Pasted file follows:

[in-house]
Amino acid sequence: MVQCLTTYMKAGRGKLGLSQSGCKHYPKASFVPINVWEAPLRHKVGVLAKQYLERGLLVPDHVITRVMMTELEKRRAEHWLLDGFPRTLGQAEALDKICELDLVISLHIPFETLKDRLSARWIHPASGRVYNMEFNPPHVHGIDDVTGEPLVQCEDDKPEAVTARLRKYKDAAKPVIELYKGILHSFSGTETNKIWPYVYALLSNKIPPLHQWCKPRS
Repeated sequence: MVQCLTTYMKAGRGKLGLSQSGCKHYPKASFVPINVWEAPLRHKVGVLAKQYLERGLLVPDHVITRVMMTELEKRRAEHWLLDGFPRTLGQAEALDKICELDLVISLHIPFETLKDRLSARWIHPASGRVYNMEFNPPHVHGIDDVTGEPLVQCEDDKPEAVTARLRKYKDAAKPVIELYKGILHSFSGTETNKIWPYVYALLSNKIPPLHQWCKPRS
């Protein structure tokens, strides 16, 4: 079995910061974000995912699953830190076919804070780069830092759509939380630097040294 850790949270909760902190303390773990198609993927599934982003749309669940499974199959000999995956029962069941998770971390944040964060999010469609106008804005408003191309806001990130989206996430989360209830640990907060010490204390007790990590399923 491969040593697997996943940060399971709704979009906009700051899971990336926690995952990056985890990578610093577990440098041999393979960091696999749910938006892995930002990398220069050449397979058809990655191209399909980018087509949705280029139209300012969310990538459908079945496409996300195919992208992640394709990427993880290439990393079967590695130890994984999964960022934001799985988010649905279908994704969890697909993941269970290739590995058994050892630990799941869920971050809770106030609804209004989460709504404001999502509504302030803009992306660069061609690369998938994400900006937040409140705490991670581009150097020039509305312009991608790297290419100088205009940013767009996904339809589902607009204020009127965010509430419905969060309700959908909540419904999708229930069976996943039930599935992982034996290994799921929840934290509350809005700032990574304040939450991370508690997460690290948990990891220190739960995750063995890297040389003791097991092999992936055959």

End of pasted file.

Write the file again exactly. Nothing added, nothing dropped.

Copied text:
[in-house]
Amino acid sequence: MVQCLTTYMKAGRGKLGLSQSGCKHYPKASFVPINVWEAPLRHKVGVLAKQYLERGLLVPDHVITRVMMTELEKRRAEHWLLDGFPRTLGQAEALDKICELDLVISLHIPFETLKDRLSARWIHPASGRVYNMEFNPPHVHGIDDVTGEPLVQCEDDKPEAVTARLRKYKDAAKPVIELYKGILHSFSGTETNKIWPYVYALLSNKIPPLHQWCKPRS
Repeated sequence: MVQCLTTYMKAGRGKLGLSQSGCKHYPKASFVPINVWEAPLRHKVGVLAKQYLERGLLVPDHVITRVMMTELEKRRAEHWLLDGFPRTLGQAEALDKICELDLVISLHIPFETLKDRLSARWIHPASGRVYNMEFNPPHVHGIDDVTGEPLVQCEDDKPEAVTARLRKYKDAAKPVIELYKGILHSFSGTETNKIWPYVYALLSNKIPPLHQWCKPRS
């Protein structure tokens, strides 16, 4: 079995910061974000995912699953830190076919804070780069830092759509939380630097040294 850790949270909760902190303390773990198609993927599934982003749309669940499974199959000999995956029962069941998770971390944040964060999010469609106008804005408003191309806001990130989206996430989360209830640990907060010490204390007790990590399923 491969040593697997996943940060399971709704979009906009700051899971990336926690995952990056985890990578610093577990440098041999393979960091696999749910938006892995930002990398220069050449397979058809990655191209399909980018087509949705280029139209300012969310990538459908079945496409996300195919992208992640394709990427993880290439990393079967590695130890994984999964960022934001799985988010649905279908994704969890697909993941269970290739590995058994050892630990799941869920971050809770106030609804209004989460709504404001999502509504302030803009992306660069061609690369998938994400900006937040409140705490991670581009150097020039509305312009991608790297290419100088205009940013767009996904339809589902607009204020009127965010509430419905969060309700959908909540419904999708229930069976996943039930599935992982034996290994799921929840934290509350809005700032990574304040939450991370508690997460690290948990990891220190739960995750063995890297040389003791097991092999992936055959």